New Therapeutic Choices in the Management of Acute Congestive Heart Failure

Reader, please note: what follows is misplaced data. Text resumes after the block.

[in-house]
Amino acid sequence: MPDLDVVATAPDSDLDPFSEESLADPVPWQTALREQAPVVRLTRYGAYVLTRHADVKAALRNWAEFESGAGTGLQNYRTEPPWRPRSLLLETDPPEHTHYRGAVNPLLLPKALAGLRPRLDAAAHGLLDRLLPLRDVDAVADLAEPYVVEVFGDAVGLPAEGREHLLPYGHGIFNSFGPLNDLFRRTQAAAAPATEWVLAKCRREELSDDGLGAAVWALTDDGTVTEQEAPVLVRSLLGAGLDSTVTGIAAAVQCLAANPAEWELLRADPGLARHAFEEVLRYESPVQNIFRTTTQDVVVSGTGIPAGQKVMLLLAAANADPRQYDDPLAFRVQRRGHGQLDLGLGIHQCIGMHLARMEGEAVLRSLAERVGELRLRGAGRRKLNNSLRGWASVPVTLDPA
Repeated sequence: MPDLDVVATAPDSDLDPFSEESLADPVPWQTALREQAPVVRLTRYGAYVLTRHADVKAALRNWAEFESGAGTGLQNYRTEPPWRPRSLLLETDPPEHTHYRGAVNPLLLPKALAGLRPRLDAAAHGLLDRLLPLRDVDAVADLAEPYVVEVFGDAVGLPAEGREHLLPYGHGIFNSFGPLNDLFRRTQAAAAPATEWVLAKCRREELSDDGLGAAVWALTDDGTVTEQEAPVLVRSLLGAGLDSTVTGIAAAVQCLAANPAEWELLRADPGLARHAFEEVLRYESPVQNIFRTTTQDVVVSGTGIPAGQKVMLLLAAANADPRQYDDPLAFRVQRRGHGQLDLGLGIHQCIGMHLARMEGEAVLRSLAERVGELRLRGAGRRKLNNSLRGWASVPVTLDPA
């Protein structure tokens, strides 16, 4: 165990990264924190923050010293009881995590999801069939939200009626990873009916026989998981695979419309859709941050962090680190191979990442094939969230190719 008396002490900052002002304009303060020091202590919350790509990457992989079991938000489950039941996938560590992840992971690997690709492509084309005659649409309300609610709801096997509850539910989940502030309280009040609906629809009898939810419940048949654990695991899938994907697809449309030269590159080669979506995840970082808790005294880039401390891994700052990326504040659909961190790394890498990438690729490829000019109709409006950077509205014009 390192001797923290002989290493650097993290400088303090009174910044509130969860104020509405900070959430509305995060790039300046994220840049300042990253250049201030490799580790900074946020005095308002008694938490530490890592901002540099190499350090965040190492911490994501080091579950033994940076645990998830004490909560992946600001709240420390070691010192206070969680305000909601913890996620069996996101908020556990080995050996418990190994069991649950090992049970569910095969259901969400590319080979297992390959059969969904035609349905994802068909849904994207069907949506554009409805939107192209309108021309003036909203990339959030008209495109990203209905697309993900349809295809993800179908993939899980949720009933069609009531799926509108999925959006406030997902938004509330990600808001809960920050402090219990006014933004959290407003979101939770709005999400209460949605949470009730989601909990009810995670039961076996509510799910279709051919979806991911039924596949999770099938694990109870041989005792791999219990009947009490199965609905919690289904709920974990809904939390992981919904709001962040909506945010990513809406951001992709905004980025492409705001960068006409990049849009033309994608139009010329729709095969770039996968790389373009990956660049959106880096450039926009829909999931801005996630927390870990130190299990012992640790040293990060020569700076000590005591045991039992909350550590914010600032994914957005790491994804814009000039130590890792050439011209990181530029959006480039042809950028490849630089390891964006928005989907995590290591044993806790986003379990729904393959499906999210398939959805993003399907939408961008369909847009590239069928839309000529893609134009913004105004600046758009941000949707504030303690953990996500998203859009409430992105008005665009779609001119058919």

Patients with acute congestive heart failure generally present with profound fluid retention states and dyspnea due to pulmonary edema. If the condition is not aggressively and appropriately treated, irreversible cardiac decompensation may ensue, leading to cardiogenic shock, multiorgan failure, and death. Intravenous inotropic, vasopressor, and vasodilator therapies have proved effective in initial stabilization of acute heart failure decompensation, but these agents, particularly the traditionally used ones, are generally limited by side effects that can be egregious and include substantive ventricular arrhythmias. Dobutamine has largely replaced agents with rather profound toxicity, such as isoproterenol and epinephrine. The phosphodiesterase-inhibiting agent milrinone, having both vasodilator and inotropic properties, can produce tachycardia and significant ventricular arrhythmias, but has proven quite useful for seriously ill patients. Clinical trials of levosimendan have found a positive inotropic response when the drug is given parenterally; vasodilating properties are also evident. Clinical trials are under way to evaluate the potential benefits of endothelin receptor antagonists when given intravenously. Intravenous administration of nesiritide, a recombinant human B-type natriuretic peptide, has been shown to produce favorable hemodynamic effects, including balanced vasodilation associated with a rapid improvement in clinical symptoms. [Rev Cardiovasc Med. 2001;2(suppl 2):S19–S24].